Plaintiff then sought to recover attorneys' fees and costs from Defendant under 29 U.S.C. § 1132(g)(1). Pursuant to Local Rule 54.3(d), the parties attempted, though without success, to agree on the amount of fees and expenses to be awarded. By a letter sent to Plaintiff on February 3, 2010, Defendant objected to the award of any fees and also raised objections to specific portions of the fee request. On February 23, 2010, Plaintiff filed a Motion for Award of Attorneys' Fees and Related Non-Taxable Expenses. Pursuant to Local Rule 54.3(e), the parties submitted a Joint Statement in connection with Plaintiff's motion, in which Plaintiff set forth the specific attorneys' fees and costs that it claimed, and Defendant detailed its objections to certain fees and costs claimed by Plaintiff.

II. STANDARD OF REVIEW

ERISA grants the court discretion to "allow a reasonable attorneys' fee and costs of action to either party." 29 U.S.C. § 1132(g)(1). Under this statute, "there is a 'modest presumption' in favor of awarding fees to the prevailing party, but that presumption may be rebutted." Stark v. PPM America, Inc., 354 F.3d 666, 673 (7th Cir. 2004) (quoting Senese v. Chicago Area I.B. of T. Pension Fund, 237 F.3d 819, 826 (7th Cir. 2001)). The Seventh Circuit recognizes two tests for awarding attorneys' fees under § 1132(g)(1). Id. Both tests essentially ask the question, "was the losing party's position substantially justified and taken in good faith, or was that party simply out to harass its opponent?" Id. (quoting Bowerman v. Wal-Mart Stores, Inc., 226 F.3d 574, 593 (7th Cir. 2000)).

The first test looks to whether the losing party's position was "substantially justified" and "taken in good faith." Herman v. Cent. States, Se. and Sw. Areas Pension Fund, 423 F.3d 684, 696 (7th Cir. 2005). Substantially justified means "something more than non-frivolous, but something less than meritorious." Id. (quoting Senese, 237 F.3d at 826). The absence of good faith does not require a subjective finding of bad faith, but rather describes "a party who pursues a position . . . without a solid basis." Prod. & Maint. Employees' Local 504 v. Roadmaster Corp., 954 F.2d 1397, 1405 (7th Cir. 1992).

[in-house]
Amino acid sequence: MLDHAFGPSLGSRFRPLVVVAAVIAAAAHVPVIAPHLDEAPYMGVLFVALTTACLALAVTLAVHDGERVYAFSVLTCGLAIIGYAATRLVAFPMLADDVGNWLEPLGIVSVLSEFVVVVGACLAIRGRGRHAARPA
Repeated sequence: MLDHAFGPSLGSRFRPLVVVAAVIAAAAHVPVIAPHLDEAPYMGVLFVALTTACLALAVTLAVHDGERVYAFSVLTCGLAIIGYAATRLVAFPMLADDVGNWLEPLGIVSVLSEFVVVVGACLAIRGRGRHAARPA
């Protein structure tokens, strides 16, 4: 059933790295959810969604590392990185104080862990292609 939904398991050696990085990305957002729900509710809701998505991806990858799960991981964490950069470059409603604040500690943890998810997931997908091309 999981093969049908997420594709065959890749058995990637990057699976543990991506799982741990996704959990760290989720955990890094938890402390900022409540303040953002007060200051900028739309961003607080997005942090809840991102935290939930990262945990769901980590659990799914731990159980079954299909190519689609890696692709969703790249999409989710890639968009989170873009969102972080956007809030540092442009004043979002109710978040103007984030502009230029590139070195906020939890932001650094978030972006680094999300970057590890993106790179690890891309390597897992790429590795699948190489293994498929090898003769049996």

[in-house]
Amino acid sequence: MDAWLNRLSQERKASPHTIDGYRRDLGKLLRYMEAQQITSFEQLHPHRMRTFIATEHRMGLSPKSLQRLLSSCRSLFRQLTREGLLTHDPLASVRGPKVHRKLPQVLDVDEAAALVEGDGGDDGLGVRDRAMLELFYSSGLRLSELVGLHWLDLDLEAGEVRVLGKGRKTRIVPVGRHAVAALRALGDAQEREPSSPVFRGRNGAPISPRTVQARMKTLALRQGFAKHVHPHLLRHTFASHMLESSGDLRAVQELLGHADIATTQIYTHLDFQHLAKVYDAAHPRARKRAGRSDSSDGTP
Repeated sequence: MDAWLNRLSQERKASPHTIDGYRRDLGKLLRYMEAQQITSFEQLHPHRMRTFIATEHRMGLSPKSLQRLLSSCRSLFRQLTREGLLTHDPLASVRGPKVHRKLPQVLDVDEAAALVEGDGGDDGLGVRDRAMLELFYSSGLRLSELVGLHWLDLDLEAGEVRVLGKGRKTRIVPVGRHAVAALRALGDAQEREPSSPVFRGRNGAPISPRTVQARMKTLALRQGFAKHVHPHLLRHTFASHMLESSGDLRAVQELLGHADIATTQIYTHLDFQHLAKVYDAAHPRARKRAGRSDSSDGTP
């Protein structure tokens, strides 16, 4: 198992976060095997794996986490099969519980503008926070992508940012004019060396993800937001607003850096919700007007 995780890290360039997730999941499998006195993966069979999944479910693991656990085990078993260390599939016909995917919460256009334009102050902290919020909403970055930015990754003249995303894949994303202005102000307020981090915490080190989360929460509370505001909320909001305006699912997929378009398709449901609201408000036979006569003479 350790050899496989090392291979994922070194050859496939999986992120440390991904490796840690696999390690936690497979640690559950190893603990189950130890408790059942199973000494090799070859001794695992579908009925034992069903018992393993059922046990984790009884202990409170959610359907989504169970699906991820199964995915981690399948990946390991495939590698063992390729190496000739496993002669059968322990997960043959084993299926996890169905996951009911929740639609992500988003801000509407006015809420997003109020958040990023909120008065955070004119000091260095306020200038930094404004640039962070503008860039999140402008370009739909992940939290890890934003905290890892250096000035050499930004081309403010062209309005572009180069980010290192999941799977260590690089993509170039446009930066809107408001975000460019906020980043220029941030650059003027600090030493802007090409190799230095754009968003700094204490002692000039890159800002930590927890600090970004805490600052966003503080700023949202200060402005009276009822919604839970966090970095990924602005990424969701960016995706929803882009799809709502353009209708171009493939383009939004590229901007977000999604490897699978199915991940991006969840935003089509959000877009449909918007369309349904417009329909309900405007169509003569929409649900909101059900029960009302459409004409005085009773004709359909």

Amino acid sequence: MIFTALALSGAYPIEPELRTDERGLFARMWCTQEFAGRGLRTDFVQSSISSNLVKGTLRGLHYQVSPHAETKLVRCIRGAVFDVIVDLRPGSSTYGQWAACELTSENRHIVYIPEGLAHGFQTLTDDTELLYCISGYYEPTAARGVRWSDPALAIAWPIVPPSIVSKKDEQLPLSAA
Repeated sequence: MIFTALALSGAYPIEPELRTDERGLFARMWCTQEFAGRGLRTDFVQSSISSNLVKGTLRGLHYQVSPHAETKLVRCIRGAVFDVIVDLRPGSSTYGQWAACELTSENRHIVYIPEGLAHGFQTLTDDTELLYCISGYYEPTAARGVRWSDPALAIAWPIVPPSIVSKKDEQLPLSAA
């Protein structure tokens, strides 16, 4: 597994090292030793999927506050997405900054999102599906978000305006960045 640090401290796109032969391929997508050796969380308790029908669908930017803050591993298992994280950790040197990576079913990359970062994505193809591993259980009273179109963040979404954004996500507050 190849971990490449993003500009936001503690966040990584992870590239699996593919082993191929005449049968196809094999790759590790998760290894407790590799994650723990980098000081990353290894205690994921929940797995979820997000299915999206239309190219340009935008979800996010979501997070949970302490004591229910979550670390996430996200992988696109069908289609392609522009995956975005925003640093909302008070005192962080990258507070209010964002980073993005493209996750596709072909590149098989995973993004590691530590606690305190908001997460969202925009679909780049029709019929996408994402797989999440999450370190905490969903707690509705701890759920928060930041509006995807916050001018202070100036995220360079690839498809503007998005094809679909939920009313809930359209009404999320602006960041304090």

The second test examines the following five factors: (1) the degree of the offending parties' culpability or bad faith; (2) the degree of the ability of the offending parties to satisfy personally an award of attorneys' fees; (3) whether or not an award of attorneys' fees against the offending parties would deter other persons acting under similar circumstances; (4) the amount of benefit conferred on members of the pension plan as a whole; and (5) the relative merits of the parties' positions. Quinn v. Blue Cross & Blue Shield Ass'n, 161 F.3d 472, 478 (7th Cir. 1998). This test has been disfavored in the Seventh Circuit, however, but is included for completeness. See Sullivan v. William A. Randolph, Inc., 504 F.3d 665, 671-72 (7th Cir. 2007) (The five-factor test "perhaps has outlived its usefulness.").

III. DISCUSSION

A. Plaintiff Is Entitled to an Award of Attorneys' ...


Buy This Entire Record For $7.95

Download the entire decision to receive the complete text, official citation,
docket number, dissents and concurrences, and footnotes for this case.

Learn more about what you receive with purchase of this case.